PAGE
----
Closed-end funds are considered to be cheap when the market prices of their shares trade at a discount to their NAVs. Hence investors looking to add some of this asset type to their portfolio may want to pick them up when they trade at a discount as opposed to a premium.
From a recent Journal article on closed-end funds:
The “closed end” label reflects the fact that these funds don’t continually issue new shares, as conventional open-end funds do. Among the key complexities to understand: Share prices often vary from the value of the underlying holdings, and many funds use leverage, which can affect both prices and income payments.
There are about 650 closed-end funds on the stock market today, with about $200 billion in assets. They range from multibillion-dollar leviathans to $30 million minnows.
More than 400 specialize in bonds. The rest cover the waterfront of investment opportunities. Do you want to invest in post-Castro Cuba? Herzfeld Caribbean Basin is set up to do just that (and generally gets a pop when the health of the Castro brothers leads the news in Miami). Fancy betting that the luck of the Irish will turn? Try the New Ireland Fund. Are you interested in Australian bonds? Try Aberdeen Asia-Pacific Income. (Don’t laugh: In the past 10 years that fund has quadrupled investors’ money. How has your portfolio done?)
In this post let's take a quick look at five country-specific closed-end emerging market funds.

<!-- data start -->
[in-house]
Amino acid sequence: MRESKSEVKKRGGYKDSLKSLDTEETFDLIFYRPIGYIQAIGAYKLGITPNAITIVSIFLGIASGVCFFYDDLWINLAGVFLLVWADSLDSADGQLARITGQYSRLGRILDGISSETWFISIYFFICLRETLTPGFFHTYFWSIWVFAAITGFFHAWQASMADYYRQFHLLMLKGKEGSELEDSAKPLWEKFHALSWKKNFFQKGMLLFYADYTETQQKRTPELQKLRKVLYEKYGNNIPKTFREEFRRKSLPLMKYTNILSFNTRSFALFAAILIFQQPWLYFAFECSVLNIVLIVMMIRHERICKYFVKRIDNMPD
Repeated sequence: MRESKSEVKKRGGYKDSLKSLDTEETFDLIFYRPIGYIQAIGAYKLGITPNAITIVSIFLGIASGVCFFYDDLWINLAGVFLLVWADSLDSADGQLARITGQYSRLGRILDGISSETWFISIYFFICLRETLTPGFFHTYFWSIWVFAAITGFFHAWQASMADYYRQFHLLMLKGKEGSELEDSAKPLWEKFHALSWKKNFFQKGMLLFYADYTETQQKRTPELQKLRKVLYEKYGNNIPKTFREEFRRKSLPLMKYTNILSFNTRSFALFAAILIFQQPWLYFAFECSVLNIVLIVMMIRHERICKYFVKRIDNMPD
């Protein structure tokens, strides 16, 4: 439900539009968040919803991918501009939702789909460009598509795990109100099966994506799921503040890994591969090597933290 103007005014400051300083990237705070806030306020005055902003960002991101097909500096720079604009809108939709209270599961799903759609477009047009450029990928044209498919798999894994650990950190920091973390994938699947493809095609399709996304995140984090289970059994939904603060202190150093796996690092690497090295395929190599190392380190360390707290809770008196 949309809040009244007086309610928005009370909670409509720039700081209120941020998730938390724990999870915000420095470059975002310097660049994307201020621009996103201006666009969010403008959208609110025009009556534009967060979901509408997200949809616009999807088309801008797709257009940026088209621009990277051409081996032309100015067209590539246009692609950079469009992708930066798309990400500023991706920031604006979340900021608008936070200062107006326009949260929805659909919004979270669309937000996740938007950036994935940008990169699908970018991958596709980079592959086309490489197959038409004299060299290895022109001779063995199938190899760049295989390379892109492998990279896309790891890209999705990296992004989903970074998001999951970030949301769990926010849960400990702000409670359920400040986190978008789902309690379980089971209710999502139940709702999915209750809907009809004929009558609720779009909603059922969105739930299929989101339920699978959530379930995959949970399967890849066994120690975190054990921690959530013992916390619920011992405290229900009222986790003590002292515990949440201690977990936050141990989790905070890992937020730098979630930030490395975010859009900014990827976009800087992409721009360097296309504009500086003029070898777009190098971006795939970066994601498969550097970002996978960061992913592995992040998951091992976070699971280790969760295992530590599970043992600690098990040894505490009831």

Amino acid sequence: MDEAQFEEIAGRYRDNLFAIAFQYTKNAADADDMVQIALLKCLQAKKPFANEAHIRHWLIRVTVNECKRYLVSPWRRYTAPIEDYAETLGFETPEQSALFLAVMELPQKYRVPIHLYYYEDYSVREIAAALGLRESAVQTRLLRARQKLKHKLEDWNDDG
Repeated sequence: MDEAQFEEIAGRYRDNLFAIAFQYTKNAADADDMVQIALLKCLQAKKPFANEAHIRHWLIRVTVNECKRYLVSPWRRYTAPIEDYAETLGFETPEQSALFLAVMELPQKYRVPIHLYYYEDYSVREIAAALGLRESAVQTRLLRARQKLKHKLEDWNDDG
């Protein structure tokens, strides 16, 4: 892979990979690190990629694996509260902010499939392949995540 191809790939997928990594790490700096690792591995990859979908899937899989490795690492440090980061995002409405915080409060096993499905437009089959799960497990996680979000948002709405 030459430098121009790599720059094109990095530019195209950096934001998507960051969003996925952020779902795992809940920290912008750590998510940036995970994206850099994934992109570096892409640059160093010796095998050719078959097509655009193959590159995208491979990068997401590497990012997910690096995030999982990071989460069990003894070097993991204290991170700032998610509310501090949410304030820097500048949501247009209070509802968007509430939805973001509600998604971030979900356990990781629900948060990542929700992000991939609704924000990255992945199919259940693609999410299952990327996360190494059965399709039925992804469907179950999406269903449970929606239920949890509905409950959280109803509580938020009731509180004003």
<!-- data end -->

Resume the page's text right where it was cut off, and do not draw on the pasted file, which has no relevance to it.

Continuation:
- Thai Fund (TTF): This fund aims to achieve long-term capital appreciation by investing in equities of companies in Thailand. The fund has an asset base of $244 million. Financials make up about 30% of the portfolio. Currently the fund is trading at a 15% discount to the NAV. YTD the fund is about 44% based on market returns. The 5-year market return is about 12%. The expense ratio is on the high side at 1.77%. From an investment perspective Thailand has high political risks. However, many Thai firms pay high dividends and the private consumption of goods and services is growing. Hence among emerging markets, Thailand can be a destination for high-risk seeking investors.
- Turkish Investment Fund (TKF): Financials account for about 40% the fund with Turkiye Garanti Bank alone having a 19% allocation. The total net assets of the fund is $150 million and the expense ratio is 1.4%. YTD the fund’s share price is up 33%. Turkey’s financial system remained relatively unscathed during the financial crisis and the country’s economy will gain a big boost when Turkey gains entry into the European Union.
- Malaysia Fund (MAY): Similar to the Turkish fund above, Financials are the major holding in this fund. YTD the fund is up 43%. With this fund, investors can gain exposure to the some of the very conservative and strong Malaysian banks, rubber plantation companies and Genting, one of the top Malaysian companies with interests in casino operations among others. Currently the fund is trading at a 12% discount.
- Mexico Fund (MXF): The top three sectors in the fund are Telecom, Consumer Services and Basic Materials. Financials make up just 7% of the holdings. America Movil (AMX) and Wal-Mart de Mexico (WMMVY.PK) are the top two holdings in the fund. YTD the share price has grown by 30% and the expense ratio is 1.70%. The fund has an asset base of $395 million. Despite the ongoing violence due to drug lords, Mexico remains an attractive market for investment. However the Mexican economy is heavily dependent on the US economy.
- Taiwan Fund (TWN): This fund has $345 million in assets and the expense ratio is 1.60%. Since Taiwan is heavily focused on hi-tech exports, technology accounts for more than one-fourth of the holdings. YTD the fund is up about 20% and the fund is now trading at a discount of 8%.
Disclosure: No positions